I agree with paddyirish and others in that proceeding with caution is the best action. There were similar signs for cyclists and equestrians to dismount when crossing railway bridges on minor roads near Winchburgh and Philpstoun, but these seem to have been removed some time ago (perhaps by cyclists or equestrians!)

    Posted 6 days ago #
  8. acsimpson
    Member

    If they don't want people cycling past then as far as I am aware the only applicable sign is a black bike on a white background in a red circle.

    As has been mentioned elsewhere the very least which would be required to make sense of a dismount sign is a remount sign located further along the path.

    If they want cyclists to push their bikes then dismount and push would be better than dismount and use footway which leaves everyone to decide on exactly what to use the footway for while. So once I have dismounted (which I don't) I can then use the footway to cycle and their A has not been C'd should anything happen while I proceed with care.

    If they are considering people not riding their bikes to still be cyclists then I wonder how they expect me to dismount when I am walking/running across.

    It's these rather ridiculous notions that I laugh at more than their anti cyclist attitude.

    Posted 6 days ago #
  9. biketrain
    Member

    I am reluctant to get off my bike at a 'Cyclist Dismount' sign until some invents an antidote sign to counter the original instruction. Without this I may never be able to ride a bike again.

    Posted 5 days ago #
  10. bax
    Member

    When i argued with FETA that the FRB dismount signs made no sense as there were too many of them for it to be reasonable to comply, they merely stated that there is no legal compulsion and i was free to ignore the signs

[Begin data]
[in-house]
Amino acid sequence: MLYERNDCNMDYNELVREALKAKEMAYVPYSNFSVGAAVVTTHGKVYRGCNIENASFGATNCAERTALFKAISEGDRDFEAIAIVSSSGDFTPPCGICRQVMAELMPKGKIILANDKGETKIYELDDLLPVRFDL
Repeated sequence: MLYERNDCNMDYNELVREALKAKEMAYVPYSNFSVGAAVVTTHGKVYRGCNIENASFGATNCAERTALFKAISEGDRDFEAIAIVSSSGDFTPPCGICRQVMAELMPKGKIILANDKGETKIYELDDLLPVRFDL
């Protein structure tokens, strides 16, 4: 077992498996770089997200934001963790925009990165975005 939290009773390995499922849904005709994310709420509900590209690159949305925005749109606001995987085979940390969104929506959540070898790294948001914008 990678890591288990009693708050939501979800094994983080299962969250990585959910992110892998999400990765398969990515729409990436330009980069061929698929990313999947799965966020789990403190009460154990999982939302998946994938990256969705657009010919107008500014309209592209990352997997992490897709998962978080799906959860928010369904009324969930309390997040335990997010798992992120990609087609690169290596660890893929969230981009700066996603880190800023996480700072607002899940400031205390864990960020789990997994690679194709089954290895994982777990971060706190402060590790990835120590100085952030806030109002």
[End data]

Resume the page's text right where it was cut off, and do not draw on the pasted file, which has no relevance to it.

So they had no appetite for rational debate on the matter

    Posted 5 days ago #
  11. Bigjack
    Member

    I'm just waiting for someone walking on the bridge to tell me I should be obeying the signs!

    Posted 5 days ago #
  12. handcyclist
    Member

    My understanding is the the Highway Code suggests cyclists *should* dismount when a "Cyclists Dismount" sign is displayed so it isn't a legal requirement.
    As a disabled handcyclist I always ignore these as I imagine it would be even more dangerous for me to be crawling along the cycle path trying to drag my handcycle behind me.

    However, what should I be doing when I see a sign like the one displayed at the current roadworks on the west side of the former Burnshot bridge which says "Cyclists *must* dismount through roadworks" (my emphasis on the *must*) ?
    Does this imply an actual legal requirement to dismount?

    It is somewhat moot as I've been through these roadworks twice recently and they are so muddy at the moment that I'm taking the longer and hillier route through Dalmeny village to avoid the detritus.

    Posted 3 days ago #
  13. nedd1e_h
    Member

    @handcyclist

    I do hope you write to your councillors every time you come across one of these signs to explain your predicament & choices

    Posted 3 days ago #